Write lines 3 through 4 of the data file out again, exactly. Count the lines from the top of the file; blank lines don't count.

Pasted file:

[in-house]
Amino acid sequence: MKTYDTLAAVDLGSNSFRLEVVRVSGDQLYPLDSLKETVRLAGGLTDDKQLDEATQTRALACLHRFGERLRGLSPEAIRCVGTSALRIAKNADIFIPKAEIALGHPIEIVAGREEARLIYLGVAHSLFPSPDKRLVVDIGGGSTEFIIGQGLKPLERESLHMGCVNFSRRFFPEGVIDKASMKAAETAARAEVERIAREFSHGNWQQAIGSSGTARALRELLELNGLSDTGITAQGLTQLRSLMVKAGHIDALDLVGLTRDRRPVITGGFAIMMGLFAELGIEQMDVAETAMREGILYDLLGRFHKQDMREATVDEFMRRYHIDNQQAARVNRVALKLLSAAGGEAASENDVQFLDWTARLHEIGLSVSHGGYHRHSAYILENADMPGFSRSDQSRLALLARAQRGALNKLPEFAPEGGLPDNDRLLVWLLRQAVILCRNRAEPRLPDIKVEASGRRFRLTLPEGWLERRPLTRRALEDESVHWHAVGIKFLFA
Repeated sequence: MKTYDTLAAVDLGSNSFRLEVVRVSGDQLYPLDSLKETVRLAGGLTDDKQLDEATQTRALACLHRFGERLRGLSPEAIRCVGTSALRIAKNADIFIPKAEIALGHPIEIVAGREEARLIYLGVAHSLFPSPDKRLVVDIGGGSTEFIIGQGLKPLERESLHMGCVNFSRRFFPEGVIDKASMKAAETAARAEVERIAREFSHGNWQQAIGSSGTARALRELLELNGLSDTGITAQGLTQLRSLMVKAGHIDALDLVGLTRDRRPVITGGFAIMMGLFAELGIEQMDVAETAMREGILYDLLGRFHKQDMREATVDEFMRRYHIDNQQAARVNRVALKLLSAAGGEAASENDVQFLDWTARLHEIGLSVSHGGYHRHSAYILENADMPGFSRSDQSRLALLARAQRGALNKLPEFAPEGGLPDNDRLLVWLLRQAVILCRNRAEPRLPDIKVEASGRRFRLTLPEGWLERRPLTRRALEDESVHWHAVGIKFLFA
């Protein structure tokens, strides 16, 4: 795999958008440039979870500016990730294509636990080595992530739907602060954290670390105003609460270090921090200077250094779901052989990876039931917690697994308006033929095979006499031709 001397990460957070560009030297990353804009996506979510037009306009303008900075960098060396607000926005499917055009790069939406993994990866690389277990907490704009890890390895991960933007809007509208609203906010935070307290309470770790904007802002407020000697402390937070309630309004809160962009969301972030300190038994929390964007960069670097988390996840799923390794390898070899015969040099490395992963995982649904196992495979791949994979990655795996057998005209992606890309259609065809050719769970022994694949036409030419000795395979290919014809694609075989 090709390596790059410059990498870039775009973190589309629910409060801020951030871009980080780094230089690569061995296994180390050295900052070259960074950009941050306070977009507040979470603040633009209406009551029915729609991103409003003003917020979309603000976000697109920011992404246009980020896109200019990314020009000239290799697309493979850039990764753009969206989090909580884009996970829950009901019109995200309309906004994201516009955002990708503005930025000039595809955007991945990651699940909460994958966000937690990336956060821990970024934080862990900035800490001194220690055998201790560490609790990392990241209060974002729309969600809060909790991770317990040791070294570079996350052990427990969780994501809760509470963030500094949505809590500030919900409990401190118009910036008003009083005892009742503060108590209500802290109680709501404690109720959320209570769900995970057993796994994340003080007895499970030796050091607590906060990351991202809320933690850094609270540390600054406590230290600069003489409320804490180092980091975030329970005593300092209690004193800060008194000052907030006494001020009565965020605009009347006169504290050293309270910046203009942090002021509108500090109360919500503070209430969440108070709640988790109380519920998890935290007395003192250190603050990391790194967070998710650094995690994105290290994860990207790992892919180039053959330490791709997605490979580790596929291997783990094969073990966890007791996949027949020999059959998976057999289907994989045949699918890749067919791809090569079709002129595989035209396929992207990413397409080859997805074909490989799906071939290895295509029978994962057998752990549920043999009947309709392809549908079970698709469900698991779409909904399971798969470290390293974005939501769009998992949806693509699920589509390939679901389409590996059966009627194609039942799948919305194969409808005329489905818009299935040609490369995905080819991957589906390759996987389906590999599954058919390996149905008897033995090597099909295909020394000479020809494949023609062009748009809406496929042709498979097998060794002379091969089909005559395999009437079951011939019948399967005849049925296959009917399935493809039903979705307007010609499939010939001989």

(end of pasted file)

Repeated sequence: MKTYDTLAAVDLGSNSFRLEVVRVSGDQLYPLDSLKETVRLAGGLTDDKQLDEATQTRALACLHRFGERLRGLSPEAIRCVGTSALRIAKNADIFIPKAEIALGHPIEIVAGREEARLIYLGVAHSLFPSPDKRLVVDIGGGSTEFIIGQGLKPLERESLHMGCVNFSRRFFPEGVIDKASMKAAETAARAEVERIAREFSHGNWQQAIGSSGTARALRELLELNGLSDTGITAQGLTQLRSLMVKAGHIDALDLVGLTRDRRPVITGGFAIMMGLFAELGIEQMDVAETAMREGILYDLLGRFHKQDMREATVDEFMRRYHIDNQQAARVNRVALKLLSAAGGEAASENDVQFLDWTARLHEIGLSVSHGGYHRHSAYILENADMPGFSRSDQSRLALLARAQRGALNKLPEFAPEGGLPDNDRLLVWLLRQAVILCRNRAEPRLPDIKVEASGRRFRLTLPEGWLERRPLTRRALEDESVHWHAVGIKFLFA
């Protein structure tokens, strides 16, 4: 795999958008440039979870500016990730294509636990080595992530739907602060954290670390105003609460270090921090200077250094779901052989990876039931917690697994308006033929095979006499031709 001397990460957070560009030297990353804009996506979510037009306009303008900075960098060396607000926005499917055009790069939406993994990866690389277990907490704009890890390895991960933007809007509208609203906010935070307290309470770790904007802002407020000697402390937070309630309004809160962009969301972030300190038994929390964007960069670097988390996840799923390794390898070899015969040099490395992963995982649904196992495979791949994979990655795996057998005209992606890309259609065809050719769970022994694949036409030419000795395979290919014809694609075989 090709390596790059410059990498870039775009973190589309629910409060801020951030871009980080780094230089690569061995296994180390050295900052070259960074950009941050306070977009507040979470603040633009209406009551029915729609991103409003003003917020979309603000976000697109920011992404246009980020896109200019990314020009000239290799697309493979850039990764753009969206989090909580884009996970829950009901019109995200309309906004994201516009955002990708503005930025000039595809955007991945990651699940909460994958966000937690990336956060821990970024934080862990900035800490001194220690055998201790560490609790990392990241209060974002729309969600809060909790991770317990040791070294570079996350052990427990969780994501809760509470963030500094949505809590500030919900409990401190118009910036008003009083005892009742503060108590209500802290109680709501404690109720959320209570769900995970057993796994994340003080007895499970030796050091607590906060990351991202809320933690850094609270540390600054406590230290600069003489409320804490180092980091975030329970005593300092209690004193800060008194000052907030006494001020009565965020605009009347006169504290050293309270910046203009942090002021509108500090109360919500503070209430969440108070709640988790109380519920998890935290007395003192250190603050990391790194967070998710650094995690994105290290994860990207790992892919180039053959330490791709997605490979580790596929291997783990094969073990966890007791996949027949020999059959998976057999289907994989045949699918890749067919791809090569079709002129595989035209396929992207990413397409080859997805074909490989799906071939290895295509029978994962057998752990549920043999009947309709392809549908079970698709469900698991779409909904399971798969470290390293974005939501769009998992949806693509699920589509390939679901389409590996059966009627194609039942799948919305194969409808005329489905818009299935040609490369995905080819991957589906390759996987389906590999599954058919390996149905008897033995090597099909295909020394000479020809494949023609062009748009809406496929042709498979097998060794002379091969089909005559395999009437079951011939019948399967005849049925296959009917399935493809039903979705307007010609499939010939001989």